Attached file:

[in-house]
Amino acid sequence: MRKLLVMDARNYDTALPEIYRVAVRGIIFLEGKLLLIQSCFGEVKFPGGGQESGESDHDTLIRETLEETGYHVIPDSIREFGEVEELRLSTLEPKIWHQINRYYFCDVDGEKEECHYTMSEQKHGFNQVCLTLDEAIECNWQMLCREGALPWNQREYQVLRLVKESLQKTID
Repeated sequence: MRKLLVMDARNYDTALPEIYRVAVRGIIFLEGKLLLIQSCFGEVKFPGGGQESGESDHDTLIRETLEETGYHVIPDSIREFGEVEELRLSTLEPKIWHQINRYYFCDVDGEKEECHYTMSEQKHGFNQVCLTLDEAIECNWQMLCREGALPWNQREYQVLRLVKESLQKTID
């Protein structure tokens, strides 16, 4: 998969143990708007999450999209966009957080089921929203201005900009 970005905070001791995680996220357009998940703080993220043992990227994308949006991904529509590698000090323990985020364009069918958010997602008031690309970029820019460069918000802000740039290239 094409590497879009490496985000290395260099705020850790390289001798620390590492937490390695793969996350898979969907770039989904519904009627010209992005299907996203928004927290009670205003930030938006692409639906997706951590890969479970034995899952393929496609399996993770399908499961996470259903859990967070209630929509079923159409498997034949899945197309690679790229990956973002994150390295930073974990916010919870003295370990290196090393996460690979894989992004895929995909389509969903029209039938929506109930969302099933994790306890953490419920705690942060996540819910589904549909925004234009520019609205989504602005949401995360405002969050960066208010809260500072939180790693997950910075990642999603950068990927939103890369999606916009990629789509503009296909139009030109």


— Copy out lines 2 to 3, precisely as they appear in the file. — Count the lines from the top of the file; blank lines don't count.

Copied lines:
Amino acid sequence: MRKLLVMDARNYDTALPEIYRVAVRGIIFLEGKLLLIQSCFGEVKFPGGGQESGESDHDTLIRETLEETGYHVIPDSIREFGEVEELRLSTLEPKIWHQINRYYFCDVDGEKEECHYTMSEQKHGFNQVCLTLDEAIECNWQMLCREGALPWNQREYQVLRLVKESLQKTID
Repeated sequence: MRKLLVMDARNYDTALPEIYRVAVRGIIFLEGKLLLIQSCFGEVKFPGGGQESGESDHDTLIRETLEETGYHVIPDSIREFGEVEELRLSTLEPKIWHQINRYYFCDVDGEKEECHYTMSEQKHGFNQVCLTLDEAIECNWQMLCREGALPWNQREYQVLRLVKESLQKTID